Can’t see the video? Watch this video on self-doubt online.
The statement “truth is stranger than fiction” is more true of current neuroscience than it is of soap operas. Fabulous new books seem to come out on a monthly basis, and more and more things are being discovered about the strange little blob of cells our heads that are capable of changing the world and traveling to the moon. Incognito: The Secret Lives of the Brain by David Eagleman is one of those books.
There’s more information in this book than I can summarize briefly, so I’ll just hit a couple of points I found especially intriguing. The most dramatic finding in my mind is the discovery of how little we actually perceive about the events happening around us. We do not take in information the way a camera does. Instead, we select data points of our sense observations from which to quilt together an image of reality that looks to us like “everything.” What we believe to be “reality” is literally a story invented by the brain and supported by bits—and I mean little bits—of real world evidence. The brain works almost identically when we are awake as it does when we are dreaming, with only a touch more evidence from the senses.
This supports the assertion from a long succession of mystics and philosophers who believe that our life is only “the dream of form.” Perhaps you’ve had the experience of waking up from a nightmare and feeling confused for a few minutes as you slowly realized it was only a dream. Dozens of enlightened teachers from many cultural traditions tell us that there is another level to this process. They tell us that we are destined to awaken again from this “reality” into a state of being and perception where this brutal world, dominated by suffering, injustice, and death, will be recognized as just one more nightmare. This is not an area David Eagleman investigates in this wonderful book, but like most of the neuroscience I read, it has enticing thematic connections to the wisdom traditions that emerge not from empirical science, but from the deep self-examination of human consciousness.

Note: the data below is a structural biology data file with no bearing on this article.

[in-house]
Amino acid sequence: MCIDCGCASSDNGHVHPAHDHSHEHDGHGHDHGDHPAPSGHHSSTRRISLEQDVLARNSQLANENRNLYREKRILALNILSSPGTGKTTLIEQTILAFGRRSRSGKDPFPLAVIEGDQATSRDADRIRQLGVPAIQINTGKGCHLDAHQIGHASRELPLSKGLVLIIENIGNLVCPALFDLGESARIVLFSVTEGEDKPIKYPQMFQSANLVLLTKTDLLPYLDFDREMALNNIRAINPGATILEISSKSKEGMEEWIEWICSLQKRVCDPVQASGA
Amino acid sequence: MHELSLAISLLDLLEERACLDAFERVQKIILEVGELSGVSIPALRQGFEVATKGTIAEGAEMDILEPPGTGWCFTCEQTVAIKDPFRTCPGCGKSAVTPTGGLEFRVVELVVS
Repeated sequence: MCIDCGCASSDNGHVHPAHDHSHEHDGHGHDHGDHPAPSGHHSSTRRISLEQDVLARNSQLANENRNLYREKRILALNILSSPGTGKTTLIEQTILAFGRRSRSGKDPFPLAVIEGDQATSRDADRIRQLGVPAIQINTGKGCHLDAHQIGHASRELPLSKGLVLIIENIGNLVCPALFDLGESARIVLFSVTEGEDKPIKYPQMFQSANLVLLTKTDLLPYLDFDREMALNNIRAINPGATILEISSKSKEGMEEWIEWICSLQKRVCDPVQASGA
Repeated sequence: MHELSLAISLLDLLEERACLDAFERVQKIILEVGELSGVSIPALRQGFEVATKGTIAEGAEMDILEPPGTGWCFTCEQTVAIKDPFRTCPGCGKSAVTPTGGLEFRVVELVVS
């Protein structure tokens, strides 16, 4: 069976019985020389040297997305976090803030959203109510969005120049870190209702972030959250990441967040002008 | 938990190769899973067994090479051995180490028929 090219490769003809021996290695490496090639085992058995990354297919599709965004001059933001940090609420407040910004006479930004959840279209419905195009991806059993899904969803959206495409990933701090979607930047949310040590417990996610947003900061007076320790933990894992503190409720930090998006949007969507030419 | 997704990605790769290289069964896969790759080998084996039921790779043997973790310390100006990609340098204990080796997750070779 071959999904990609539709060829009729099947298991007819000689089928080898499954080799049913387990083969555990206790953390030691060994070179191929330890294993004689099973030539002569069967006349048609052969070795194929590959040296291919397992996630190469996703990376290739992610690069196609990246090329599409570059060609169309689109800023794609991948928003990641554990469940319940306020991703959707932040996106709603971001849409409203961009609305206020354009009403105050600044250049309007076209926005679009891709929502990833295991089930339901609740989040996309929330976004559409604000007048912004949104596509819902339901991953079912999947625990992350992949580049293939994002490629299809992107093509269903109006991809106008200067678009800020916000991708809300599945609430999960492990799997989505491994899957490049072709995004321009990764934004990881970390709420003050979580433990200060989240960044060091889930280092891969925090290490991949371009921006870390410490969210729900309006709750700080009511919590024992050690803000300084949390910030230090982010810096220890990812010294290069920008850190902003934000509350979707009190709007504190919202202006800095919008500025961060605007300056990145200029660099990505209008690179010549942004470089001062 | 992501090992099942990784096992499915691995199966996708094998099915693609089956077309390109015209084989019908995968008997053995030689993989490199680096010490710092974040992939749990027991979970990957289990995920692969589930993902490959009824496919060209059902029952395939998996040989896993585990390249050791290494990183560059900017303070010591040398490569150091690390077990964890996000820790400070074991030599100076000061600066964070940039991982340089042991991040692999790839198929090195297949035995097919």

A few times in my life, I have experienced moments that felt as if I briefly woke up from “the dream of form” in which suffering is the dominant power. It could be that my clever little brain was producing spasms of euphoria to compensate for some sort of physical trauma.
I know most scientists, including David Eagleman, would probably tell me that the moments I have felt most awake were products of brain anomalies. But once you have experienced such an awakening, to believe that this realm of suffering is more real feels exactly like being told that what you are experiencing today, as you walk around the world, is less real than the dream you had last night. As a result of believing in these moments, I have become happier and healthier in mind, body, career, and relationships. As Shakespeare says, “If this is madness, let me be mad.” But books like Incognito offer tantalizing clues to the mechanisms by which we perceive reality. As you read it, let yourself connect with the moments of dreaming and waking you have experienced yourself. Then let your imagination play: If the brain is as wildly creative as scientists are now discovering, what new wonders might you create?